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Estrogen’s Connection to Women’s Dementia

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Motherhood and a later menopause could reduce the risk of women developing dementia.

A woman with no children is 18% more likely to be diagnosed with dementia than a mother-of-two, a study of more than half a million people has found. Factors including motherhood, menopause and estrogen’s connection to women’s dementia were reviewed, and some surprising findings were revealed. In the interest of our many female clients, Beck, Lenox & Stolzer Estate Planning and Elder Law, LLC, LLC, thought you would want to learn about this.

The Daily Mail’s recent article entitled “Motherhood and a later menopause may cut the risk of women developing dementia, study claims” explains that dementia is also 32% more likely in a woman who naturally enters the menopause at the age of 47, compared to one whose menopause comes later at the age of 50. The study says that pregnancy and longer child-bearing years before the menopause could help to thwart dementia, by exposing a woman to more estrogen within her lifetime. The hormone, at the right level in the body, can help to protect the brain.

This may explain an additional finding that women are 20% less likely to develop dementia, if they have previously taken the contraceptive pill.

Researchers in the United Kingdom examined 273,000 women and 229,000 men aged 40 to 69 who were followed up for almost 12 years on average to see if they developed dementia. The study aimed to look specifically at women, who are more likely to get dementia than men and make up two-thirds of dementia deaths. They looked at the role of ‘reproductive factors’ like their age when they started the menopause, had a baby or went through puberty.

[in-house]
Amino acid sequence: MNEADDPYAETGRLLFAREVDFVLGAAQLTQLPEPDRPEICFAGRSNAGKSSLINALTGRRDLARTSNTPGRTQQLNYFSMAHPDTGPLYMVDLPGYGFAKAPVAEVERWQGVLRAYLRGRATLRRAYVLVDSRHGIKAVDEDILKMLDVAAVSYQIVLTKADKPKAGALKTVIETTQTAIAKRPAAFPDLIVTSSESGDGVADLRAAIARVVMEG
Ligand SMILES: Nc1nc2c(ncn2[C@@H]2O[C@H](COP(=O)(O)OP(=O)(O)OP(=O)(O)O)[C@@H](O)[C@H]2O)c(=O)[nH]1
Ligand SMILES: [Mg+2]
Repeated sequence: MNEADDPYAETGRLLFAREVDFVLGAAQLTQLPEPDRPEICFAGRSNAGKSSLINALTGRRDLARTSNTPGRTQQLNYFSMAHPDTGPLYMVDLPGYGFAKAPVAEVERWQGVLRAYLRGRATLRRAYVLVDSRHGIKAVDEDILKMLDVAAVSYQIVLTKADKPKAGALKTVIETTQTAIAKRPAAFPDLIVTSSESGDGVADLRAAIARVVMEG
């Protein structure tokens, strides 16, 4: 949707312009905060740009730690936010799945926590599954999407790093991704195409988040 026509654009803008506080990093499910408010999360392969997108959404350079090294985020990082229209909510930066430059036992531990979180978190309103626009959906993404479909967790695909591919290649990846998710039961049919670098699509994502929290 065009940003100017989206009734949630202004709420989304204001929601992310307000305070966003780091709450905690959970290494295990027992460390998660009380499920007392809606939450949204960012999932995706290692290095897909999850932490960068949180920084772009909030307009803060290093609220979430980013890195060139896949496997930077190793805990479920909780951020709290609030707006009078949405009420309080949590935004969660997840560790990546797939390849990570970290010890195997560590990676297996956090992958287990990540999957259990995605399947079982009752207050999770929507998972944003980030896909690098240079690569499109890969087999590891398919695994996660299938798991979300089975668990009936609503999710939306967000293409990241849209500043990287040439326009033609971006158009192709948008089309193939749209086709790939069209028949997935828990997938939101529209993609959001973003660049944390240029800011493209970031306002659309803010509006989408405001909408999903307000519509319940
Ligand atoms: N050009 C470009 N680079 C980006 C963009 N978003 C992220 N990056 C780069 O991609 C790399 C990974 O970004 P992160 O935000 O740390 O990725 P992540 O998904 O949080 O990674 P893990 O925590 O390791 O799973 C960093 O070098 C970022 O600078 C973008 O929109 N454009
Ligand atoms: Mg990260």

Jessica Gong, who led the study, from the George Institute for Global Health in Australia, said, “While the risk of developing dementia increases with age, we don’t yet know whether the higher rates seen in women are simply because they live longer. However, it’s possible that female-specific reproductive factors may be able to explain some of the sex differences.”

Beginning puberty earlier in life was connected to a reduced risk of getting dementia in the study findings. A woman who reported getting her first period after the age of 14, compared to one who had it at age 13, was almost a fifth more likely to develop dementia. The reason may be because of the estrogen needed to produce an egg every month after going through puberty. Beginning this monthly cycle earlier could result in a longer lifetime of exposure to estrogen, with its potentially beneficial effect on the brain.

This may also be the reason that women who went through the menopause, at the age of 47 were at higher risk of dementia than those who entered the menopause at age 50. On average, women go through menopause between the age of 45 and 55. Each year later it comes, the more estrogen they may have to protect their brain.

Among the people analyzed by researchers, who were part of the UK Biobank study, 1,866 women developed dementia, as did 2,202 men.

Women who had been pregnant were 15% less likely than those who had never been pregnant to get dementia. More study needs to be done to confirm estrogen’s connection to women’s dementia.

Reference: Daily Mail (April 5, 2022) “Motherhood and a later menopause may cut the risk of women developing dementia, study claims”


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